Newsletter 24
Summer 2009
Updated on 20May2009
Published by the Hawker Association
for the Members.
Contents Hawker Association

Cygnet News
F-35B Lightning II News
Folland Spirit Of Hamble
Harrier News
Hawk News
Hawkers In The 1950s
Hawkers in The Late 1930s
Hurricane News
R&D Department
Tempest News
Testing V/STOL Projects
World War 2 Experiences
    The 165 million Design & Development Contract, signed in December 2004, for the RAF Hawk Mk.128 AJT (Advanced Jet Trainer) has been completed "on time and on budget", according to BAE Systems 'Hawk News'.
    Based on the Australian Mk.127, the contract covered upgrading the mission systems computers with autopilot, energy management cues, mission data loading and recording facilities, traffic collision avoidance systems for use in civil air space, and a moving map on one of the multi-functional displays. Work is now in progress on a further software upgrade, Operational Capability 2 (OC2), to give the aircraft synthetic training capabilities for the simulation of various operational scenarios.
    Aircraft deliveries are under way, with the RAF accepting the first T2 (RAF designation) aircraft at Warton in February with six accepted by the end of March. Training of the first six instructors at the BAES site started shortly afterwards and has now been completed using three aircraft. Ground crew training at Warton took place on the two development aircraft, ZK010 and ZK012, both of which are back at Brough to be brought up to full production standard before delivery.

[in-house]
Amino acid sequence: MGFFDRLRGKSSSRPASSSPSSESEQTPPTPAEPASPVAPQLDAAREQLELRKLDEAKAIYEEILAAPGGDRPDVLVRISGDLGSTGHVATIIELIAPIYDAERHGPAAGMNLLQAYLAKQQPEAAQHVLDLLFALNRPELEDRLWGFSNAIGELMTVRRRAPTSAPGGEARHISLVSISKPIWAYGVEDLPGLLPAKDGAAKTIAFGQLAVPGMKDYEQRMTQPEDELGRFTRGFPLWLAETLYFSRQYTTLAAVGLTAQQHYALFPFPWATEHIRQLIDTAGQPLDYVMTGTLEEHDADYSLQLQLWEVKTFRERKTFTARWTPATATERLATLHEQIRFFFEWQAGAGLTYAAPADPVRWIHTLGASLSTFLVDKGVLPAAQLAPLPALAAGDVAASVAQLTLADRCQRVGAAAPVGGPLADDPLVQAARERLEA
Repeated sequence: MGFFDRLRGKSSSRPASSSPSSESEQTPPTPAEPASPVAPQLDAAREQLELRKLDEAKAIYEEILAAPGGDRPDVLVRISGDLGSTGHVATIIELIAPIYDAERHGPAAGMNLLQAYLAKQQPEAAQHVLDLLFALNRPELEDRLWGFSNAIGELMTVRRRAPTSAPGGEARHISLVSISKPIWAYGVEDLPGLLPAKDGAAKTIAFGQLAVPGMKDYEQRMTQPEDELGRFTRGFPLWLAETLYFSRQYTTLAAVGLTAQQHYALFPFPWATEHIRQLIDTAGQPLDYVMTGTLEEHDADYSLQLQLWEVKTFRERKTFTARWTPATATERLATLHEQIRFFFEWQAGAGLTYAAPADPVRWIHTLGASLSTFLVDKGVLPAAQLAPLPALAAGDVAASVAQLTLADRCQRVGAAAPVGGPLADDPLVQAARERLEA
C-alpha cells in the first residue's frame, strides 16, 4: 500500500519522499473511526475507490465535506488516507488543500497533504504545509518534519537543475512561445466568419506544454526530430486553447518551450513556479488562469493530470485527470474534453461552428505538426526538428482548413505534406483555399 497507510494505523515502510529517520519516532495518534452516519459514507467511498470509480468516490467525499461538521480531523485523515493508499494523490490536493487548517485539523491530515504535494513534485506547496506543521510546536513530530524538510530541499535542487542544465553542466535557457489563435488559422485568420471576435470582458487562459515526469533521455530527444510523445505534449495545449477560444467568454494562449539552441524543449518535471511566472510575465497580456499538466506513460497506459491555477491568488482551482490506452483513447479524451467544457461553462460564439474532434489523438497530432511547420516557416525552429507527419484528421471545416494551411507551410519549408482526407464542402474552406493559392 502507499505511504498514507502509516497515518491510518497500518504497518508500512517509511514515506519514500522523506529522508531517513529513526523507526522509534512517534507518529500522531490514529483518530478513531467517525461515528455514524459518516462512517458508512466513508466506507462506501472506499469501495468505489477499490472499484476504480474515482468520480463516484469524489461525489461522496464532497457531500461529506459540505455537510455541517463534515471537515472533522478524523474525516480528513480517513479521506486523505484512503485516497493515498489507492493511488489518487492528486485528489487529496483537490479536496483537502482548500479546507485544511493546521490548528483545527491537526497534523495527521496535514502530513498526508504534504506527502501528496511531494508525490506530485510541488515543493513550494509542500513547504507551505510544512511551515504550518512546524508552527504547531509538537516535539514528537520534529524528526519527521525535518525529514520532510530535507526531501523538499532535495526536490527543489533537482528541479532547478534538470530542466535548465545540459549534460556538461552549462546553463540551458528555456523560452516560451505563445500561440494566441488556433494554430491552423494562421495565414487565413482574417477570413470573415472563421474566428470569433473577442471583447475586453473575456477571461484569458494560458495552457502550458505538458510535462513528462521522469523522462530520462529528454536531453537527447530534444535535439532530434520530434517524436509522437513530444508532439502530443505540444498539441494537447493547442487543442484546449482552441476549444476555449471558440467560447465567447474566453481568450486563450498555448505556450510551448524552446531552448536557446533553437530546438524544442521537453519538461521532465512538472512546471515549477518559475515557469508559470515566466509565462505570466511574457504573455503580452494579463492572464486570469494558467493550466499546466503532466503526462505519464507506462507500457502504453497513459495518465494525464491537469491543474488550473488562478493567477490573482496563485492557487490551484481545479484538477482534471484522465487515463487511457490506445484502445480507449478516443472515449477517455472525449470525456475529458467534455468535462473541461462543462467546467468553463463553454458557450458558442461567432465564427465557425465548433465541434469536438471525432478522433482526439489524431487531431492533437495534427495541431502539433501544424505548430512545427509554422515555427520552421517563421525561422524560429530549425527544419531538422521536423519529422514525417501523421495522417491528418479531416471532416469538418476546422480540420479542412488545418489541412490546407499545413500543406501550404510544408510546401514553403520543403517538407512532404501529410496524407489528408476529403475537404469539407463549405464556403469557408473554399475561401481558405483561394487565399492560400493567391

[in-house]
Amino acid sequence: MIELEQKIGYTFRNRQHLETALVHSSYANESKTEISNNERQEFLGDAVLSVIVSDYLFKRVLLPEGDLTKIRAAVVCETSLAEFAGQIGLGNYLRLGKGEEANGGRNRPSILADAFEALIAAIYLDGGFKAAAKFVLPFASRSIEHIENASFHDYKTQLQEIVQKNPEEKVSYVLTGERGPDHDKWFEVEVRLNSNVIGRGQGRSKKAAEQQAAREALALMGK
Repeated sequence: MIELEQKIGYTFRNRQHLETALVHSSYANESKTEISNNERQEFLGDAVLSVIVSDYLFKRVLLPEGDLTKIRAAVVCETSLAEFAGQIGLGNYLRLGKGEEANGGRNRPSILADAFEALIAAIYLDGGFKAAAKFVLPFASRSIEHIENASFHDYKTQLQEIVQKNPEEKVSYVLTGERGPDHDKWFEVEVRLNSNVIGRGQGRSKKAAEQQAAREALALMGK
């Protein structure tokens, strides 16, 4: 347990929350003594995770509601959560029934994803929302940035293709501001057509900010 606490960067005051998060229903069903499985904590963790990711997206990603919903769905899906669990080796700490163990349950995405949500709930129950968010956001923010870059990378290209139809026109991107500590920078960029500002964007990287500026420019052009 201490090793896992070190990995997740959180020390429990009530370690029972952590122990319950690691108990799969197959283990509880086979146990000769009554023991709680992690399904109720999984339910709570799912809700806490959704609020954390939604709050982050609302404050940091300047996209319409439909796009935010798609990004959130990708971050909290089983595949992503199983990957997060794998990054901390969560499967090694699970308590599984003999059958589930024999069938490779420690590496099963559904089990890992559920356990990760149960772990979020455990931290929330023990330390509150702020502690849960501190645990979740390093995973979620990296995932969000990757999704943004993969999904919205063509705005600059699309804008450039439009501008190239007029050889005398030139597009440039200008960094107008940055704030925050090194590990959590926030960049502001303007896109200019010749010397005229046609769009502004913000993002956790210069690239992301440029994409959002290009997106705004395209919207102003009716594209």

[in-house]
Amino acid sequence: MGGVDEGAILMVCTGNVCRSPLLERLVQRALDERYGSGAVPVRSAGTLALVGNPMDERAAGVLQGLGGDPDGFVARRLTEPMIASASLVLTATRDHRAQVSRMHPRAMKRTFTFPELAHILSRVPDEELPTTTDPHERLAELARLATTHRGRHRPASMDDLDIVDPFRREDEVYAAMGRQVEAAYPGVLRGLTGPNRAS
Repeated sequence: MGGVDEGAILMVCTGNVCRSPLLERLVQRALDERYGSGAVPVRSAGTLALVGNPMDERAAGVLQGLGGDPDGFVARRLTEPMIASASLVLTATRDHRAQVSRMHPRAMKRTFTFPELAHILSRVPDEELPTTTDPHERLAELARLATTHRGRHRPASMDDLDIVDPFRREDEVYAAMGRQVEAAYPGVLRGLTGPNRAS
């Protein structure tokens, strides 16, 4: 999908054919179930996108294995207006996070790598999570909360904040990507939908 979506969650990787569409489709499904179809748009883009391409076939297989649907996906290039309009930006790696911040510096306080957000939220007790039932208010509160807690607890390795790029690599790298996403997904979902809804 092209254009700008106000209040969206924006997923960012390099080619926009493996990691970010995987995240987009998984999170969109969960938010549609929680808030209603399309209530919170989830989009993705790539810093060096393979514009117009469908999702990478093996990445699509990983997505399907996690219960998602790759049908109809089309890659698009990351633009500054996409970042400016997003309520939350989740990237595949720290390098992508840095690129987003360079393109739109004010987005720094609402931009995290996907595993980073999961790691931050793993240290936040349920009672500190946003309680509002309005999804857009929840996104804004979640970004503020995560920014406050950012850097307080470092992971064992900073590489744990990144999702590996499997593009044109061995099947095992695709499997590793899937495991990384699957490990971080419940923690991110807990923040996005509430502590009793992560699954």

Hawk News

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    Operations will continue at Warton until later this year when some half dozen of the 28 aircraft fleet will move to RAF Valley for "shakedown" flying and "instructor work". The rest will be put in store at RAF Shawbury awaiting completion of the delayed contract, not signed until June 2008, for a new Hawk T2 hangar complex, the foundations for which were not started until February. The planned in-service date is now November 2009. Altogether 22 Hawk T2s will be delivered this year with the last six to follow in 2010. 'Flight  International' reported that the first students will fly the type in mid-2011, more than two years from acceptance of the first aircraft. What will be happening in the interim? It all seems very slow compared to the TMk1 story, and that was with a brand new airframe!
    A follow-on order from India, for 40 more Hawk Mk 132s for the Air Force and 17 for the Navy, is now in doubt because the Indian Government is to invite tenders for the supply of further advanced jet trainers. An RFI (Request for Information) has been issued to six companies, including to BAES, for an upgraded Hawk AJT. The other contenders are the Czech Aero L-159 ALCA, the Italian Alenia Aermacchi M-346, the Korean KAI T-50 Golden Eagle, and the Russian MiG ATand Yakovlev Yak 130. It has been reported that this change of mind was caused by problems with Hawk spares and the manufacturing programme at Hindustan Aeronautics.
    More bad news was that the United Arab Emirates (UAE) Air Force, a long time Hawk operator, has chosen the Alenia Aermacchi M-346 rather than the Hawk AJT. The M-346 features advanced aerodynamics, fly-by-wire and supersonic performance. This, its first export order, is for 48 aircraft. Many years ago BAES decided not to design a Hawk successor but to improve the capabilities of the existing airframe.